In this presentation, Dr. Penn describes how to use cognitive-behavioral therapy (CBT) to help clients reduce stress and build skills to deal with difficulties of living with psychotic disorders. This includes ways to treat “positive symptoms” by combating auditory hallucinations and addressing distorted beliefs as well as “negative symptoms” by building self esteem and self efficacy. Dr. Penn also discusses how CBT can be used to help individuals identify and cope with triggers for psychosis. He will also discuss research in this area. Throughout, Dr. Penn draws on his extensive work as a clinician and researcher.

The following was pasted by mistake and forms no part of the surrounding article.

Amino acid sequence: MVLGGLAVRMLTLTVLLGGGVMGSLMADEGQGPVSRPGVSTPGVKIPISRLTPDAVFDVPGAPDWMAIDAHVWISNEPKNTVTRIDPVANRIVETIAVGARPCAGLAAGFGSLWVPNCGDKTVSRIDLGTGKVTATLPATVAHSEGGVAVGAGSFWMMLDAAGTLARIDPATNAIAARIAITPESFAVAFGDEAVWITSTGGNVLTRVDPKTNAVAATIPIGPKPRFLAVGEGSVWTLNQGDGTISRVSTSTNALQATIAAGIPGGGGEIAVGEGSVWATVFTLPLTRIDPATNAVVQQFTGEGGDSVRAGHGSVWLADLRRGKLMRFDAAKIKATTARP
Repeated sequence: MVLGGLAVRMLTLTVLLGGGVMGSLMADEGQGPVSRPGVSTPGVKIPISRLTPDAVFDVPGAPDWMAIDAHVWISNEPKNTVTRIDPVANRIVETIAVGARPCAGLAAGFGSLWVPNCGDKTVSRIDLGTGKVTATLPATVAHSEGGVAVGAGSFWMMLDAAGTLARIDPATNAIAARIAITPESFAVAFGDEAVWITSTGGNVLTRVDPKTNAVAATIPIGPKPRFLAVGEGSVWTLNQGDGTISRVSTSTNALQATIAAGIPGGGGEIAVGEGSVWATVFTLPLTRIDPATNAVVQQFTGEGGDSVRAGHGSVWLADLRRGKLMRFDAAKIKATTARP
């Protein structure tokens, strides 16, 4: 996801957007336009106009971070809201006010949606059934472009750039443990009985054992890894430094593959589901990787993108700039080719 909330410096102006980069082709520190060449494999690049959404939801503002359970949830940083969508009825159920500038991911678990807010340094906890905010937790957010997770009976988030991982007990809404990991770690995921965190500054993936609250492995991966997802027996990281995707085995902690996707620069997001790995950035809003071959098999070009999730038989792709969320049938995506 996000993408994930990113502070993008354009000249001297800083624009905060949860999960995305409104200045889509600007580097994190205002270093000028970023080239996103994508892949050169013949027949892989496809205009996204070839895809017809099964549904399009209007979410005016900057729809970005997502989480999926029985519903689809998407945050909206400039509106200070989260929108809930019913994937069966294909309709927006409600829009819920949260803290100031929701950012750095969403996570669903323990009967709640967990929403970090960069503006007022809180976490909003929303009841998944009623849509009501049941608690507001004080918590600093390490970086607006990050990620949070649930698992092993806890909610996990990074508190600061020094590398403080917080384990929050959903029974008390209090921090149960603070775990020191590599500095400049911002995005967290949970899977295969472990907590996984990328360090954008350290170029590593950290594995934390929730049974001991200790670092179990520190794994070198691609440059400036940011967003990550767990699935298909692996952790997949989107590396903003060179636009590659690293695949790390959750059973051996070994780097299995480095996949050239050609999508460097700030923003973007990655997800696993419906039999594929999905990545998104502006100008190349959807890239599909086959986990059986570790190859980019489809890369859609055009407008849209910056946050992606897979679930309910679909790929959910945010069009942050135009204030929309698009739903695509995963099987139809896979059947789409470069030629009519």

David Penn, a clinical psychologist and Professor of Psychology, shares his time between the departments of psychology and psychiatry at UNC Chapel Hill, where he is an active teacher, clinician, mentor, and researcher. Dr. Penn’s focus is the treatment of psychotic disorders. At the Schizophrenia Treatment and Evaluation Program (STEP) in the department of psychiatry, Dr. Penn trains psychiatric residents and graduate interns from a variety of disciplines in cases involving individual, family, and group modalities. He has also developed extensive research projects on psychosocial treatments for individuals with schizophrenia, social cognition and schizophrenia, and methods for reducing stigma toward individuals with these conditions. Among his current work is an investigation of group CBT for medication-resistant auditory hallucinations, CBT for first episode psychosis, and social cognition and interaction training.